Osaka’s media boycott was bad timing, says Dokic

Jelena Dokic has criticised Naomi Osaka’s media ban at one of the sport’s grand slam events, and defended the right of the majors to uphold rules about speaking to the media.

If anyone can understand the unrelenting glare of the media spotlight it is Dokic, who faced tough questioning and mental-health battles as a young player, but Dokic warned about the “domino effect” that would unfold if tennis stars chose not to embrace media commitments.

Naomi Osaka opted against continuing her campaign at Roland-Garros and will be taking a break from competition.Credit:AP

The Australian former world No.4, however, welcomed the bigger conversation that will stem from Osaka’s decision to be fined instead of fulfilling media obligations – a move that eventually led to the Japanese star withdrawing from the claycourt major and shedding light on her depression – reiterating a message that the media helped players become global superstars.

Before the tournament Osaka cited the way journalists quizzed players as adversely impacting her.

On Tuesday morning AEST, four-time major winner Osaka ended a stand-off with French Open organisers by opting out of Roland-Garros.

“This isn’t a situation I ever imagined or intended when I posted a few days ago,” the 23-year-old Osaka said on Twitter.

“I think now the best thing for the tournament, the other players and my wellbeing is that I withdraw so that everyone can get back to focusing on the tennis going on in Paris.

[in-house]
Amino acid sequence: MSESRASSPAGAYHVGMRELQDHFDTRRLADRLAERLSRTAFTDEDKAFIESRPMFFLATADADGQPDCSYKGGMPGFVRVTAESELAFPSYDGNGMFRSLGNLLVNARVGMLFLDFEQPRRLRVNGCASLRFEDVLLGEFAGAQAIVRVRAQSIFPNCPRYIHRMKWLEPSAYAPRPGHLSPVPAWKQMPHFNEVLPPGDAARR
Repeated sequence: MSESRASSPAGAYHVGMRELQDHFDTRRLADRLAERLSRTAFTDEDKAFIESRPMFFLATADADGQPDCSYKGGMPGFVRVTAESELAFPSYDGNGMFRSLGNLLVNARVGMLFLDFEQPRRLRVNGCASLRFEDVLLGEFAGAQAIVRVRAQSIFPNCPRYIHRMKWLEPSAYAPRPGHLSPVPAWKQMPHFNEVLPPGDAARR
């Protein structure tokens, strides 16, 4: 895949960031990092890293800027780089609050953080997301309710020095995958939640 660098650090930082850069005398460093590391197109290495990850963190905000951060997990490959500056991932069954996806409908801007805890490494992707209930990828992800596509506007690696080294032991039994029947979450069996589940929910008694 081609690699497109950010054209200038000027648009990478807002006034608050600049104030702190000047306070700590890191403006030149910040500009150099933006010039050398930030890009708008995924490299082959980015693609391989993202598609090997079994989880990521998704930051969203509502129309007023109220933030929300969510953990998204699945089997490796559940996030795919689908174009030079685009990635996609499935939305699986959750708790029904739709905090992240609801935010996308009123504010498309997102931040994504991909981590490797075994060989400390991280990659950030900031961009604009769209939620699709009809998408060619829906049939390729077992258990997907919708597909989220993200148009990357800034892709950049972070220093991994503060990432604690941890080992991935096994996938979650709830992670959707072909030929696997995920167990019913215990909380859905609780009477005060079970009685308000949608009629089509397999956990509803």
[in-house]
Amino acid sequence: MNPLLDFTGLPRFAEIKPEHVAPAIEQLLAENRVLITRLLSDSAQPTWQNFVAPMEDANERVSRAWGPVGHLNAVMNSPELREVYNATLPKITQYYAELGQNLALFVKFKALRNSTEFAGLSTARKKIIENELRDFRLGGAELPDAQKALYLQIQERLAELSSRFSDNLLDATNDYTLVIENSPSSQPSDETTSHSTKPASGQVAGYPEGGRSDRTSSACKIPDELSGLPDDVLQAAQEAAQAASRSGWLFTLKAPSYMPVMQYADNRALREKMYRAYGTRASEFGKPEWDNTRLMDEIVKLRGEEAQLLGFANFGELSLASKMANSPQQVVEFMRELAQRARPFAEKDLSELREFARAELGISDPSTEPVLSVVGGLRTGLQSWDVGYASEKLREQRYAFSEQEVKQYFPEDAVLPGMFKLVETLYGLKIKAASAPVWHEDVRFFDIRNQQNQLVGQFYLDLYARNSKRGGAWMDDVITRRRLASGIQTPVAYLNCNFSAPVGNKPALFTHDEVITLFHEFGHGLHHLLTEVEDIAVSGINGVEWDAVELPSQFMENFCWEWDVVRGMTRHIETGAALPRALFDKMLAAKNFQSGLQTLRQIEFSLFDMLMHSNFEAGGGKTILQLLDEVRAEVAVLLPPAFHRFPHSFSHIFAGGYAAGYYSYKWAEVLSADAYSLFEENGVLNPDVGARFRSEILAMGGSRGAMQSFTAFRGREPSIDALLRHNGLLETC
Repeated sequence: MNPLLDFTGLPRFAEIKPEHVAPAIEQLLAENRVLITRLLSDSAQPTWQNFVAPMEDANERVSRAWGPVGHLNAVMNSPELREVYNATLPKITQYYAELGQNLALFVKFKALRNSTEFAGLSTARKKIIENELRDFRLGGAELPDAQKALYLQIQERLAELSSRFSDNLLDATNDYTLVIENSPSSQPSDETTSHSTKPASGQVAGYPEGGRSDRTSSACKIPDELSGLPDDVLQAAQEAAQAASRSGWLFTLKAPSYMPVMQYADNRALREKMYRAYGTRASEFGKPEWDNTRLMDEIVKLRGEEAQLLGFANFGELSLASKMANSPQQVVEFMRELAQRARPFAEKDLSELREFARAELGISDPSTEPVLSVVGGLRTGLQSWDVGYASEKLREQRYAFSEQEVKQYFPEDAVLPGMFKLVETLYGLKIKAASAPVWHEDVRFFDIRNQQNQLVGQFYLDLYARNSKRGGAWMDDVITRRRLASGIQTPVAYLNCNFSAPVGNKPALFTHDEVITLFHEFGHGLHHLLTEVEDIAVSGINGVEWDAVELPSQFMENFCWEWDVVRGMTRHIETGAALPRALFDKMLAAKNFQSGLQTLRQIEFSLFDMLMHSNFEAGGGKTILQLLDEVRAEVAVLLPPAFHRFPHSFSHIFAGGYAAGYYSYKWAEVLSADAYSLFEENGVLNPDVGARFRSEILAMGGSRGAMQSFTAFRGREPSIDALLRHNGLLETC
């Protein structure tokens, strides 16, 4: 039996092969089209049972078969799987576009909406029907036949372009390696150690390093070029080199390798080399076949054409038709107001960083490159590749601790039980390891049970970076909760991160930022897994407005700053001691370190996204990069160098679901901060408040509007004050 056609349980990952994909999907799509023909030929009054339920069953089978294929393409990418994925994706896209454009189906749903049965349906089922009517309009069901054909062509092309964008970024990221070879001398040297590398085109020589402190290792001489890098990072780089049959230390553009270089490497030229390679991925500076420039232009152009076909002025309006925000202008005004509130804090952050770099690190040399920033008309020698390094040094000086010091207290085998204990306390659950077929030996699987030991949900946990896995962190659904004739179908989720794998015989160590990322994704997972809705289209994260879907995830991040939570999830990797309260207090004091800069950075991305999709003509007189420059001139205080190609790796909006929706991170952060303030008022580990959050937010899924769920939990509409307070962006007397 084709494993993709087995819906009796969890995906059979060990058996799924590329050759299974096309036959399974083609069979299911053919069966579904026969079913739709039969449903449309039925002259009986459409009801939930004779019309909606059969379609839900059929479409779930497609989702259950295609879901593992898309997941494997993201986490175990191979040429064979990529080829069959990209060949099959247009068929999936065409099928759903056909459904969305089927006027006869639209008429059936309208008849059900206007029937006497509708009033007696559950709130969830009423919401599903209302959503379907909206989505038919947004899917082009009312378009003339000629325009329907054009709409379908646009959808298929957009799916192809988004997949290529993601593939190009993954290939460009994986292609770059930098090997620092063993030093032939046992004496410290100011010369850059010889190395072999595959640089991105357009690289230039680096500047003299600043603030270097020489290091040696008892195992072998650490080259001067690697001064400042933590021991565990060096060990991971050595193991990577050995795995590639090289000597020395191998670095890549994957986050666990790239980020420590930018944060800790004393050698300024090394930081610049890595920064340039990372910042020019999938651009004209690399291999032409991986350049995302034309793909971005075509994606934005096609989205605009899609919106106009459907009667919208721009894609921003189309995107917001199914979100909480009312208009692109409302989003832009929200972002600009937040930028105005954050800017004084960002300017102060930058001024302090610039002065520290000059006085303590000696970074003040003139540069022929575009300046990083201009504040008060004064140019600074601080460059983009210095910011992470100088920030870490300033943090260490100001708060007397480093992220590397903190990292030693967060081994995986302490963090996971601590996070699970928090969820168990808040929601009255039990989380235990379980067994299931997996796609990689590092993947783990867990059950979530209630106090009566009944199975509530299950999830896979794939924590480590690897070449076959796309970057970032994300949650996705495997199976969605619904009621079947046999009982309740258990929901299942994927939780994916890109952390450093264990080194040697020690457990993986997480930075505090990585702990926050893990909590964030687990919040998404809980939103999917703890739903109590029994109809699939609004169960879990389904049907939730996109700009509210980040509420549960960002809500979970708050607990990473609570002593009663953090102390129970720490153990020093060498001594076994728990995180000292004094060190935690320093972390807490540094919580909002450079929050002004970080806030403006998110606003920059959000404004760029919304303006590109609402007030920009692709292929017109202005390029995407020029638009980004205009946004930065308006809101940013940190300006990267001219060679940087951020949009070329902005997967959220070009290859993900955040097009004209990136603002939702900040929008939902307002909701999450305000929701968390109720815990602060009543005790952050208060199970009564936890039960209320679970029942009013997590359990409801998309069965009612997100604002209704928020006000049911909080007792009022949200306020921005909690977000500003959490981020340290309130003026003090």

“I never wanted to be a distraction and I accept that my timing was not ideal and my message could have been clearer.”

Jelena Dokic experienced intense scrutiny throughout her playing career.Credit:Vince Caligiuri

“She said in her statement – if you read it carefully – that she accepts a bit of responsibility there, that she didn’t communicate it very well and that she probably chose the wrong time to do it, which I would agree with.”

This episode could prompt reform, Dokic concedes, with potentially more flexibility as to when players who’ve lost eventually do media conferences.

“I’m in support of Naomi, and all about mental health. I’ve been there. I’ve battled depression, I’ve battled anxiety to the point of almost committing suicide.

“It’s a bigger conversation now, isn’t it? She has gone out and said she battles bouts of depression, which is very serious. I think everyone that needs to come together here.

“It’s the team around her – agents, family, even coaches, fitness coaches, everyone that’s around her needs to help.

“I think in the past we’ve seen with Naomi – she does get a little bit uncomfortable when she’s doing interviews, when she’s out in public, but it’s now a bigger conversation on everyone’s part – the grand slams, WTA, media, how they regulate that.

“It’s very hard to control the narrative. Obviously she got very upset with just getting those questions about her not being able to play on clay as well as on other surfaces. That really affected her.

“I understand the job that the media has to do. I do think that sometimes – like it was for example in my case, and I’ve said this in my book [as well as] since then – that the media went too far in making fun of my situation and my father. He was a punchline. He was a joke. That never should have happened.”

Jelena Dokic is commentating on Roland-Garros for Channel Nine.

There is live coverage of Roland-Garros nightly on Channel 9/9GEM and Stan Sport.

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